Film and TV

A Visit With Jon Voight About Lone Star

Photos by Hal Samples
Adrianne Palicki, left, and Jon Voight on the set of Lone Star
As you're no doubt aware by now, Lone Star premieres tonight on FOX at 8 p.m. It's shot here but set in Houston and Midland, between which James Wolk's Bob/Robert bounces while leading the con man's double life. And though I've seen countless comparisons to Dallas ("without the cheese," say its creators over and over again), it's far sharper than any prime-time soap in recent memory -- no doubt due to the involvement of (500) Days of Summer's director Marc Webb, who helmed the pilot that airs tonight. Which, perhaps, is why The Wall Street Journal calls it an "ambitious gamble." It's worth it.

A couple of weeks back, the great Hal Samples and I spent an afternoon on the set -- at the Dallas Regional Medical Center in Mesquite. Between takes, I visited briefly with Jon Voight, who plays Clint Thatcher, the oil magnate who tasks Wolk's character with saving his struggling Houston company. Clint's daughter (played by Adrianne Palicki) is married to Bob -- and, of course, they're all unaware that Bob's got a whole other life in Midland. A short Q&A with the Oscar-winner (for Coming Home) about his return to prime-time, following a brief stint on 24, follows.

What made you want to do this?

Here's the deal. I watched some of these shows, and I've really been impressed with much of the work. Like 24. And I thought: Maybe I'll give it a turn just to see what it's like. And I did have a very good time on 24. I enjoyed working with the team. They had a well-oiled team. And it was first-class work. Does that mean you can have the same quality you have with film, which is cared for with much more time to prepare, much more time to shoot? Well, no, you can't achieve the same thing, but if you have very, very talented people, you can do something impressive.

I was given this script, I looked at it, and I thought many things: I was impressed with the writing, I thought it was unique, I thought it was a morality tale. And they had this role for me -- this oil magnate from Texas. It was almost a little bit like cashing a check made out years ago when I did Midnight Cowboy and all these other Texas characters.

Is that why you're the only actor on TV with a proper Texas accent?

I think sometimes people are afraid of accents. They don't wanna hit 'em too hard. But I love 'em. There's also this kind of thing that ... there's a little bit of a bias against people with accents, which I find crazy. I find people with accents, somehow it acquaints with a wisdom, an earthiness and life experience. That's what I get. Also: poetry. I love doing this.

Actors who bounce between TV and film like TV because they can grow with the character ...

I think that's true.

You get to know the guy. There's evolution beyond the two-hour time frame of a film.

And you have a participation in the growth of the character. The writers look at it, and there's a little dance. People want him doing this, he looks good doing this, and wouldn't it be great if this character did that? The character participates in the writing.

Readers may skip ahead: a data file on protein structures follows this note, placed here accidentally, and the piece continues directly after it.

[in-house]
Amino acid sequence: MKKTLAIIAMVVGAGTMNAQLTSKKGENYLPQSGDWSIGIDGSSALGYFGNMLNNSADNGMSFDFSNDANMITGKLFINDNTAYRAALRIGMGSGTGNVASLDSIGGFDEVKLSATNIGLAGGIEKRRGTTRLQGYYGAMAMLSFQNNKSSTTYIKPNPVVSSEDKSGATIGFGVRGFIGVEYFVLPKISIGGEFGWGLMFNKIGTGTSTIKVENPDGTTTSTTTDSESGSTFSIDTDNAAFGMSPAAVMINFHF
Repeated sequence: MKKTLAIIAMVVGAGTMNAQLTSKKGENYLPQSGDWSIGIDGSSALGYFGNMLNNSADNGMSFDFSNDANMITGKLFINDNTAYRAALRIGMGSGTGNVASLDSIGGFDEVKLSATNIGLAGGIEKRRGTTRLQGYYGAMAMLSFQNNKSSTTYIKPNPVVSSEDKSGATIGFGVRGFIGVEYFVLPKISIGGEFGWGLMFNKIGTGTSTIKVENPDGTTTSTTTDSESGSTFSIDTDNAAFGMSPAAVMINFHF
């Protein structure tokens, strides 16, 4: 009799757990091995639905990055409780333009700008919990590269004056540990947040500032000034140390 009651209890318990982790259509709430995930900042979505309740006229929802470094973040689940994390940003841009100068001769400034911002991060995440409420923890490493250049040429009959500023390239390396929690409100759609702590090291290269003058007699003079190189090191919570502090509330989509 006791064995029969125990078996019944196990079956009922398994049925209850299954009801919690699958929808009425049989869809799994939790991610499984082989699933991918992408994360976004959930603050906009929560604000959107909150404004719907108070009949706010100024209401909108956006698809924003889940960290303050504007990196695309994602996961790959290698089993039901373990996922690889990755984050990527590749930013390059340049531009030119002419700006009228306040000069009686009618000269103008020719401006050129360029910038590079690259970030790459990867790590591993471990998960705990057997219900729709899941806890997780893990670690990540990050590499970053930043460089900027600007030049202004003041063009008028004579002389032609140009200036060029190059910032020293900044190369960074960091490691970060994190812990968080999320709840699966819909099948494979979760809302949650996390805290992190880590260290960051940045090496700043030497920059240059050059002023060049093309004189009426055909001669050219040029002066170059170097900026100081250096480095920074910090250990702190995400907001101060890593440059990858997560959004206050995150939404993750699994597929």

Does the actor?

I poke around a little bit. Like, I'll give you an example. In terms of language, if I come up with something I'll enjoy putting it in, and I've done this all my life. I did this on Deliverance. We had little pieces where I found a character who was a really interesting guy, and I found this guy who was teaching this canoing who was a Navy SEAL from the South, and he was a real intellectual. He was a combination of an action figure and an intellectual. He threw a lot of 25-dollars words into the conversation when he could. I'd work in those words. There's a woman on the set who's in costumes, a very nice gal, and she said something, she was talking about her mother's expressions: 'Let me tell you how to carry the cabbage.' If I was gonna scold Bob [on Lone Star], I might say, 'Let me tell you how we're gonna carry the cabbage. This is what you're gonna do.' That's a great line.

You sound a little like Jerry Jones too ...

Yeah, yeah. Authentic. We're losing the accents in this generation. I think because my character's old enough to have lived in a prior generation, he's old enough to have one.

Your appearance gives the show weight ..

By reputation, but you still have to act the damn thing. You gotta bring it.

Well, it's not like you're just standing there.

That's true. I've graduated to the role of patriarch, someone who has presence. And I'm grateful for that. I've learned how to play those roles. Now I'm able to say how to do that.

If I were an actor on this show I'd be busting your balls between scenes about every film you've made, every director you've worked with ...

Every scene is a little bit of a challenge, and these kids are very talented. If you notice they're all very concerned about it. They're focused, they're professional. And I have great respect for these young people and I'm grateful: As an older actor who has seen a few things, you're always looking for a new generation to step up. If I have to give a little nod to young people, this group is a good one to do that.

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Robert Wilonsky
Contact: Robert Wilonsky